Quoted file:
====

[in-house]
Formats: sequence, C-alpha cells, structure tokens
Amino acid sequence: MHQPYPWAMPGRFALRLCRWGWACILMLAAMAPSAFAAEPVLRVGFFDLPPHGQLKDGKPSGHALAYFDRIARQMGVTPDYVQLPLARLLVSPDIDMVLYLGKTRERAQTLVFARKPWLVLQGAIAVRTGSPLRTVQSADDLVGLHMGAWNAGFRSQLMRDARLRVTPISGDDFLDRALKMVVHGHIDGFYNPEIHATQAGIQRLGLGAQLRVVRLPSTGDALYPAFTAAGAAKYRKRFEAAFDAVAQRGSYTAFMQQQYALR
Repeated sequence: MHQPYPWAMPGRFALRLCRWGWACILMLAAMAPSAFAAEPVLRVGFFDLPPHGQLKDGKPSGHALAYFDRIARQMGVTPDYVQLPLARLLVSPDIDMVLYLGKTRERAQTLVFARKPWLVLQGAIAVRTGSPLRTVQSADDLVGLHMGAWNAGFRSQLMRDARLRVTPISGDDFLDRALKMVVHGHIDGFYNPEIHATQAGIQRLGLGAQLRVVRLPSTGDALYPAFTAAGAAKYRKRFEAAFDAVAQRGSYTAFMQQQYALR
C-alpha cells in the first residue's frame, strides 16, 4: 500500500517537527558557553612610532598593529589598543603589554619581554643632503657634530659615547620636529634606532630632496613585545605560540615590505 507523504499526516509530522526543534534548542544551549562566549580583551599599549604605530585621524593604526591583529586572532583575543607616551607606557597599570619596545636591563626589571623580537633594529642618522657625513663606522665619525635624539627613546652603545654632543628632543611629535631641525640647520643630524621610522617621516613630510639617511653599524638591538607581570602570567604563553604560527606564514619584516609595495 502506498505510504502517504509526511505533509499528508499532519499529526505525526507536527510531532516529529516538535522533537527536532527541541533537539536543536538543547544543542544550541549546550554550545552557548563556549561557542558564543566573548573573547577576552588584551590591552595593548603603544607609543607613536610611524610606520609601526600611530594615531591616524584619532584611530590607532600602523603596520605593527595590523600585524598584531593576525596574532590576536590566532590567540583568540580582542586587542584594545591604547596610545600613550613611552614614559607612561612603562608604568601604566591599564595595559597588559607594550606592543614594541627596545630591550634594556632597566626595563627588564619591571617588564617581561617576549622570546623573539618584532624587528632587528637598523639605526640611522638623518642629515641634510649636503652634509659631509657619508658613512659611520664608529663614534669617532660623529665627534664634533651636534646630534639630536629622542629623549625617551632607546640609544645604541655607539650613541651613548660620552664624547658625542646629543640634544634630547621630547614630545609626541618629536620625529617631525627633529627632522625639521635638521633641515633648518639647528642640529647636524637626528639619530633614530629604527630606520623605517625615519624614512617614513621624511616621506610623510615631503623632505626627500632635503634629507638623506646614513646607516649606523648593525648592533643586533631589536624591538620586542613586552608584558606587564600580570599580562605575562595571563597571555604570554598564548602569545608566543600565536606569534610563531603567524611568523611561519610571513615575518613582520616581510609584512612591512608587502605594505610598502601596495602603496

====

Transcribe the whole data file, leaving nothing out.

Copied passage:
[in-house]
Formats: sequence, C-alpha cells, structure tokens
Amino acid sequence: MHQPYPWAMPGRFALRLCRWGWACILMLAAMAPSAFAAEPVLRVGFFDLPPHGQLKDGKPSGHALAYFDRIARQMGVTPDYVQLPLARLLVSPDIDMVLYLGKTRERAQTLVFARKPWLVLQGAIAVRTGSPLRTVQSADDLVGLHMGAWNAGFRSQLMRDARLRVTPISGDDFLDRALKMVVHGHIDGFYNPEIHATQAGIQRLGLGAQLRVVRLPSTGDALYPAFTAAGAAKYRKRFEAAFDAVAQRGSYTAFMQQQYALR
Repeated sequence: MHQPYPWAMPGRFALRLCRWGWACILMLAAMAPSAFAAEPVLRVGFFDLPPHGQLKDGKPSGHALAYFDRIARQMGVTPDYVQLPLARLLVSPDIDMVLYLGKTRERAQTLVFARKPWLVLQGAIAVRTGSPLRTVQSADDLVGLHMGAWNAGFRSQLMRDARLRVTPISGDDFLDRALKMVVHGHIDGFYNPEIHATQAGIQRLGLGAQLRVVRLPSTGDALYPAFTAAGAAKYRKRFEAAFDAVAQRGSYTAFMQQQYALR
C-alpha cells in the first residue's frame, strides 16, 4: 500500500517537527558557553612610532598593529589598543603589554619581554643632503657634530659615547620636529634606532630632496613585545605560540615590505 507523504499526516509530522526543534534548542544551549562566549580583551599599549604605530585621524593604526591583529586572532583575543607616551607606557597599570619596545636591563626589571623580537633594529642618522657625513663606522665619525635624539627613546652603545654632543628632543611629535631641525640647520643630524621610522617621516613630510639617511653599524638591538607581570602570567604563553604560527606564514619584516609595495 502506498505510504502517504509526511505533509499528508499532519499529526505525526507536527510531532516529529516538535522533537527536532527541541533537539536543536538543547544543542544550541549546550554550545552557548563556549561557542558564543566573548573573547577576552588584551590591552595593548603603544607609543607613536610611524610606520609601526600611530594615531591616524584619532584611530590607532600602523603596520605593527595590523600585524598584531593576525596574532590576536590566532590567540583568540580582542586587542584594545591604547596610545600613550613611552614614559607612561612603562608604568601604566591599564595595559597588559607594550606592543614594541627596545630591550634594556632597566626595563627588564619591571617588564617581561617576549622570546623573539618584532624587528632587528637598523639605526640611522638623518642629515641634510649636503652634509659631509657619508658613512659611520664608529663614534669617532660623529665627534664634533651636534646630534639630536629622542629623549625617551632607546640609544645604541655607539650613541651613548660620552664624547658625542646629543640634544634630547621630547614630545609626541618629536620625529617631525627633529627632522625639521635638521633641515633648518639647528642640529647636524637626528639619530633614530629604527630606520623605517625615519624614512617614513621624511616621506610623510615631503623632505626627500632635503634629507638623506646614513646607516649606523648593525648592533643586533631589536624591538620586542613586552608584558606587564600580570599580562605575562595571563597571555604570554598564548602569545608566543600565536606569534610563531603567524611568523611561519610571513615575518613582520616581510609584512612591512608587502605594505610598502601596495602603496